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Disney nominees felt outgunned

Despite 17 noms, Mouse snagged only one trophy

Disney-owned Miramax has come to be known as a kudos machine, spending generously every year to spin straw into Oscar gold.

Not so, however, for its corporate parent. After snagging an industry-leading 17 noms — including a rare two for best pic — Disney all but disappeared Sunday night.

Disney’s lone trophy went to Phil Collins’ song from “Tarzan.” And best original song isn’t a category requiring a great deal of campaigning.

“The Insider,” “The Sixth Sense” and “The Straight Story” combined for 14 noms, with the first two becoming just the fifth and sixth Disney releases ever to vie for best pic. Disney is the only major studio never to have won a best-film trophy.

Those familiar with the campaigns this year had a ready explanation for the goose egg: a conspicuous lack of support.

Reps of the three Mouse House films refused to publicly play Monday-morning quarterback. But several of the principals involved pointedly voiced their concerns. In short, they felt they were outgunned.

Geoffrey Ammer, the studio’s co-prexy of marketing, conceded Disney didn’t spend as aggressively as some of its rivals. He estimated that Disney spent one-fourth the amount that DreamWorks and Miramax did on trade ads. But, he stressed, that was also the case prior to the noms, and the studio got good results.

However, those results did not carry over past the nomination announcement.

Ammer concluded, “Nominations and the actual awards are based on the merit of the movies and not the financial backing of Academy campaigns.”

Yet in not mounting an all-out campaign blitz, the studio risks short-circuiting its talent relationships.

“Like everything else in our economy, this is about advertising and marketing,” said one insider linked to a Disney nominee. “People are looking at DreamWorks and some of the others and saying, ‘Now that’s a campaign.’ ”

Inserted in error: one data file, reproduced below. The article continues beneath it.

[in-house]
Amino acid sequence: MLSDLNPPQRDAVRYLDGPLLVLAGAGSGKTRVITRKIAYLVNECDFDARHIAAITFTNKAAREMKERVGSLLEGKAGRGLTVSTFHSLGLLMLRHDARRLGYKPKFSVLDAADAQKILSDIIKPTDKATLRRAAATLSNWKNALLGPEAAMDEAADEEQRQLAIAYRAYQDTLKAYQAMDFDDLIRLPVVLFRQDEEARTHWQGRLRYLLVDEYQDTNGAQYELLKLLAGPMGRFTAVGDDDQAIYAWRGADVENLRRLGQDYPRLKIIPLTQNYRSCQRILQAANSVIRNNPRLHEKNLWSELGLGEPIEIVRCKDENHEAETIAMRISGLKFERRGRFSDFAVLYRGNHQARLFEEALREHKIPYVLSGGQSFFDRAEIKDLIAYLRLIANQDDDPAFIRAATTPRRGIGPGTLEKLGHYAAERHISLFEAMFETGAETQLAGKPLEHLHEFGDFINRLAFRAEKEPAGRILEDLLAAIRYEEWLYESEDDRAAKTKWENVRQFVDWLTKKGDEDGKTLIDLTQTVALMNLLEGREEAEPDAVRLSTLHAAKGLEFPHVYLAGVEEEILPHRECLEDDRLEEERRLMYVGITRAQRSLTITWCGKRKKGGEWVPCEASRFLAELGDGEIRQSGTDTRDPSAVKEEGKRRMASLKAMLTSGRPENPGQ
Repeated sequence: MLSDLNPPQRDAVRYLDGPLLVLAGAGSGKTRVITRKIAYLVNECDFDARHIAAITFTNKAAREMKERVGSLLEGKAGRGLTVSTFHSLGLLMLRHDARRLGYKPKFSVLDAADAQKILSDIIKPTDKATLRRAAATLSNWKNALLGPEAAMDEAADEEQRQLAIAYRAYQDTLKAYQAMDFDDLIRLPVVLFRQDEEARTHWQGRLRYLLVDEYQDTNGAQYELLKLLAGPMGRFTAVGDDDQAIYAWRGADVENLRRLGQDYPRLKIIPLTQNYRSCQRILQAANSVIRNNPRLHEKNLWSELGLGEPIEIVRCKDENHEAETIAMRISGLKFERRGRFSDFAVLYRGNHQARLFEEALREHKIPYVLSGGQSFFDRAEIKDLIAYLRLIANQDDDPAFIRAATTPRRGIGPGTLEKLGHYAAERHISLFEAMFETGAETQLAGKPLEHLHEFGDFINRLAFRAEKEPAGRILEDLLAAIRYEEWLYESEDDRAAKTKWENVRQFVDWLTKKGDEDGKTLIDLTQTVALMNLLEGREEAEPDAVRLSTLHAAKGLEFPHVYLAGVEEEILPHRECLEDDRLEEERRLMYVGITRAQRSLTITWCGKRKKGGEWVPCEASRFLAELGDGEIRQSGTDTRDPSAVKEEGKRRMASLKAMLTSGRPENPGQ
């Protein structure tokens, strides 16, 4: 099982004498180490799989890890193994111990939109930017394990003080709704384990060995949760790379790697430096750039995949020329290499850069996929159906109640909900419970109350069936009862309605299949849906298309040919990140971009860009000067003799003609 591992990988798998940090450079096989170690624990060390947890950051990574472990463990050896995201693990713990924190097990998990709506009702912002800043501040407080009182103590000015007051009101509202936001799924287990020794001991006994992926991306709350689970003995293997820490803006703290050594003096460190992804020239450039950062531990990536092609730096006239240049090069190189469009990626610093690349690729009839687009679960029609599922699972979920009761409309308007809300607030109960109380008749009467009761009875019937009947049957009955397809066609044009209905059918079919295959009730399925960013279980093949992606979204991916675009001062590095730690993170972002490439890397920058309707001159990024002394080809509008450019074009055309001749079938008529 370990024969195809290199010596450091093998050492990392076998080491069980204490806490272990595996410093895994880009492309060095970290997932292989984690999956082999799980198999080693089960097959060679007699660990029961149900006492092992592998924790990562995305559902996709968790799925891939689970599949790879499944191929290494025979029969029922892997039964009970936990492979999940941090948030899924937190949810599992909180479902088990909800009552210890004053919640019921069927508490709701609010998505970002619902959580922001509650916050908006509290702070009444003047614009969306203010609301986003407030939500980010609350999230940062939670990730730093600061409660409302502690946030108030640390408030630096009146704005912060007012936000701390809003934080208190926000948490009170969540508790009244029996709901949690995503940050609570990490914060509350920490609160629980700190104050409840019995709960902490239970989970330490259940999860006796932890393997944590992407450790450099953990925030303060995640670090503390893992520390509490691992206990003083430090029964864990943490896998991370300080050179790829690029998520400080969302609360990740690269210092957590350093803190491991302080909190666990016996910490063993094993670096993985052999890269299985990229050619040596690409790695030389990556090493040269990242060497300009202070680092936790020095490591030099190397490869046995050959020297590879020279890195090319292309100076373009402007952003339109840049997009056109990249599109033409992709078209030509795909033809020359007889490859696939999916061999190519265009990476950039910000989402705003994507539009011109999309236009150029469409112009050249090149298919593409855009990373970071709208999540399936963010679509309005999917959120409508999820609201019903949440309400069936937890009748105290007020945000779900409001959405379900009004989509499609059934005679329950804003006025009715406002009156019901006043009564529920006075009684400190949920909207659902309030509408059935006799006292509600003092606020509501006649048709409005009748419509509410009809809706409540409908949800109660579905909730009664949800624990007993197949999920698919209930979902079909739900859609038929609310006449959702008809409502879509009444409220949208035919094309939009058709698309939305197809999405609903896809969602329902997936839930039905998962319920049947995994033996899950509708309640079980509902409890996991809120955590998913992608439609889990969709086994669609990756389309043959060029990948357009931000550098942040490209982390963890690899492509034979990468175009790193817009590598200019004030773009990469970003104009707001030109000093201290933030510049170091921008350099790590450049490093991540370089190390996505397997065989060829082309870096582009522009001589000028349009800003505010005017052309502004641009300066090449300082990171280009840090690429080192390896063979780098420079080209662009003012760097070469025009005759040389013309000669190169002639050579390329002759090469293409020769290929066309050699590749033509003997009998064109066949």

Each of Disney’s hopefuls — leaving aside “Bicentennial Man,” up for best makeup, and “Toy Story 2,” which competed with “Tarzan” for best song — certainly had marketable attributes.

  • While “The Insider” has always been commercially challenged (grossing just $29 million by Oscar night), it was one of the best-reviewed pics of 1999.

    Former studio topper Joe Roth championed the film, weathering both counter-attacks from Big Tobacco and the reported frowns of CEO Michael Eisner.

    One observer noted that “Insider” normally would be a candidate for platforming, a gradual release pattern employed by last year’s best-pic winner, “Shakespeare in Love” (as well as films like this year’s eventual victor, “American Beauty”).

    Instead, “Insider” opened fairly wide, on about 1,800 screens. When it grossed a disappointing $6.7 million in its early November opening, it was marked for a quick commercial death.

    Disney execs have maintained that a slow rollout wasn’t in the cards, given the muscle of Thanksgiving openers such as MGM’s “The World Is Not Enough” and Disney’s “Toy Story 2.”

  • Occupying the other end of the commercial spectrum, “The Sixth Sense” had a built-in advantage: Most voters had seen it. With a domestic cume of $290.3 million, the M. Night Shyamalan pic starring Bruce Willis is now the No. 10 grosser in history. As fate would have it, the film supplanted “The Empire Strikes Back” in the 10 spot on Sunday night — the evening of the Oscarcast.

    With B.O. leverage rivaling that of best pic winners “Titanic” and “Forrest Gump,” the supernatural thriller’s main handicaps were perceived to be its status as a genre picture and the momentum for “American Beauty.”

    But with clear appeal to the down-the-middle tastes of the Acad, there’s no telling what an aggressive campaign could have achieved.

  • The darkest horse of the three may have been “The Straight Story,” a G-rated pic from one of the most unlikely helmers ever to work for Disney, David Lynch. Still, even though best actor nominee Richard Farnsworth judged it to be his last trip to the nominee circle, the campaign for him repped a small percentage of the overall campaign budget.

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